Types of Japanese Green Tea

There are mainly 3 types of tea in Japan. They are fermented (Black tea), semi-fermented tea (Oolong tea) and non-fermented tea (Green tea). Most of the Japanese tea produced in Japan are green tea.

There are several types of green tea, categorized depending on the process method, plucking time, cultivation method or part of tea leaf.


Gyokuro is the finest tea in Japanese green teas. Gyokuro means "jade dew" in Japanese, which means precious dew. Gyokuro is grown in shaded-farm around 20 days before plucking. The shaded-grown method reduce the Catechins in tea leaves, result in lower astringency and more sweetness. Gyokuro is produced using young tea sprout which is the best grade of tea leaf.


Kabusecha is also a shaded-grown tea just like Gyokuro. The main different is Kabusecha shaded only half period of Gyokuro, which is about 10 days before plucking. Some Kabusecha actually shaded for 20 days just like Gyokuro, but machine harvested, not hand-plucked like Gyokuro. Other than that, the light shaded amount is different for both Kabusecha and Gyokuro. Kabusecha has about 50% light blocked while Gyokuro has about 80% light blocked. Kabusecha has both sweetness from Gyokuro, and refreshing greenish taste like Sencha.

Tencha or Matcha

Tencha is used to make Matcha. Tencha is shaded-grown tea like Gyokuro. Tencha is then ground into fine powder to make Matcha. Normally tea powders made with other tea leaves are not called Matcha (they are called tea powder), only powder made with Tencha can be called as Matcha. Matcha has a sweetness astringency, but lower grade Matcha is usually more bitter, and normally used in dessert making or confectionary.


Sencha is the most popular Japanese tea in Japan. Almost 80% teas produced in Japan is Sencha. Sencha is grown in non-shaded farm, therefore it's cheaper as compared to Gyokuro or Kabusecha. Sencha has more Catechins and therefore it has a refreshing greenish taste.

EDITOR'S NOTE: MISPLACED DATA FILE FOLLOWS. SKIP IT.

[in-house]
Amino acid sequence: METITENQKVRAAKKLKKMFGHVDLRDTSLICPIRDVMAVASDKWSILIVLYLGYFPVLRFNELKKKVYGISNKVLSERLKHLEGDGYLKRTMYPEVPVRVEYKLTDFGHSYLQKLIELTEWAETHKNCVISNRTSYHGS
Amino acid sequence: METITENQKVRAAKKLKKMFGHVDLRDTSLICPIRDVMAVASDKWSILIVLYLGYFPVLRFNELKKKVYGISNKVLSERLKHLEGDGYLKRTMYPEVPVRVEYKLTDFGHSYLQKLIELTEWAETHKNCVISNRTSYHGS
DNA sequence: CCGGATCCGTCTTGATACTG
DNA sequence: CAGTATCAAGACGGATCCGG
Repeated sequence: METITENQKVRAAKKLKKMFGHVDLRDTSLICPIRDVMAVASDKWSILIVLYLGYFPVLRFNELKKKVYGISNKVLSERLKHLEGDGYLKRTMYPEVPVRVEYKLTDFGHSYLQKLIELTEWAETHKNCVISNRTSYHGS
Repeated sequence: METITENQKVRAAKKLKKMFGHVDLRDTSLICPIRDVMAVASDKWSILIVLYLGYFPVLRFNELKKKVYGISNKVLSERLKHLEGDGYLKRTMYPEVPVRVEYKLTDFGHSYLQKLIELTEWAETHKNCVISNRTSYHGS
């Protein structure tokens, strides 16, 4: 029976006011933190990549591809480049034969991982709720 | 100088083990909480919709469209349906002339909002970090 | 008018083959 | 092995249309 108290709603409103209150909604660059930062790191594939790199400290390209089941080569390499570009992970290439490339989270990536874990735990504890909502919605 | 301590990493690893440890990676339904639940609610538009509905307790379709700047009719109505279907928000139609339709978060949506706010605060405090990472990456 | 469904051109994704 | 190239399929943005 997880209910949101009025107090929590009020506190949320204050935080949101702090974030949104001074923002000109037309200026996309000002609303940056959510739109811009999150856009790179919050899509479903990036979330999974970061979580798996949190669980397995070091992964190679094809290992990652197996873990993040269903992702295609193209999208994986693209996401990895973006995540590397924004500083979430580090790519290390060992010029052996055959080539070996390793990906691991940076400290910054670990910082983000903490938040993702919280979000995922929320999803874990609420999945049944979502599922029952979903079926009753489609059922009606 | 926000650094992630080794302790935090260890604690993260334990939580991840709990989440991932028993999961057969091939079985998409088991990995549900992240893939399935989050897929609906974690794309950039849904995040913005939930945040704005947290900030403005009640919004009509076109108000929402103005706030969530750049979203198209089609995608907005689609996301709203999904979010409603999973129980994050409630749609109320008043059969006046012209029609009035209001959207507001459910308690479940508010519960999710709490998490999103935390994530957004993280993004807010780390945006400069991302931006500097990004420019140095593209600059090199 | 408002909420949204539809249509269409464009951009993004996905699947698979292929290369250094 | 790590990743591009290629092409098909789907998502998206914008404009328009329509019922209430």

There are another version of Sencha called deep-steamed Sencha (Fukamushicha). Fukamushicha has few minutes longer steaming process in order to increase the sweetness of the tea, but deep-steamed process will make the tea leaves softer and the tip often break during the rolling process. The broken lead make Fukamushicha looks like a low quality tea leaf, but it's actually not the case.


Bancha is lower grade tea. Bancha is made with coarse leaves and stem after the higher grade leaves are plucked to make Sencha.


Houjicha is made by roasting Bancha at 200C to create a roasted smoky flavor. It has brownish beer-like color. The roasting process also lower the Catechins and caffeine of the tea leaves.


Genmaicha is normally made with mixture of Bancha and Genmai (brown rice). Some higher quality Genmaicha will mix Genmai with Sencha. Genmaicha has a roasted nutty flavor blend with the greenish taste of Bancha or Sencha.

Kukicha or Karigane

Kukicha (called Karigane in Kyoto) is made with the leftover twig and stem of tea leaves after making of Gyokuro or Sencha. It has a special sweetness that come from the twig. It has high L-theanine which is the source of the special taste. Kukicha grade is mainly depend on what tea leaves the twig come from. If it's the twig and stem from Gyokuro, the it has better grade.

Tamaryokucha or Guricha

The making of Tamaryokucha is similar to Sencha, but the rolling process is different from Sencha. Tamaryokucha is rolled into curly comma-shaped with rolling drier. It produce less astringency. Tamaryokucha mainly grown in Kyushu region.


Kamairicha is pan fried tea mainly produced in Kyushu region. Kamairicha has no greenish astringency taste.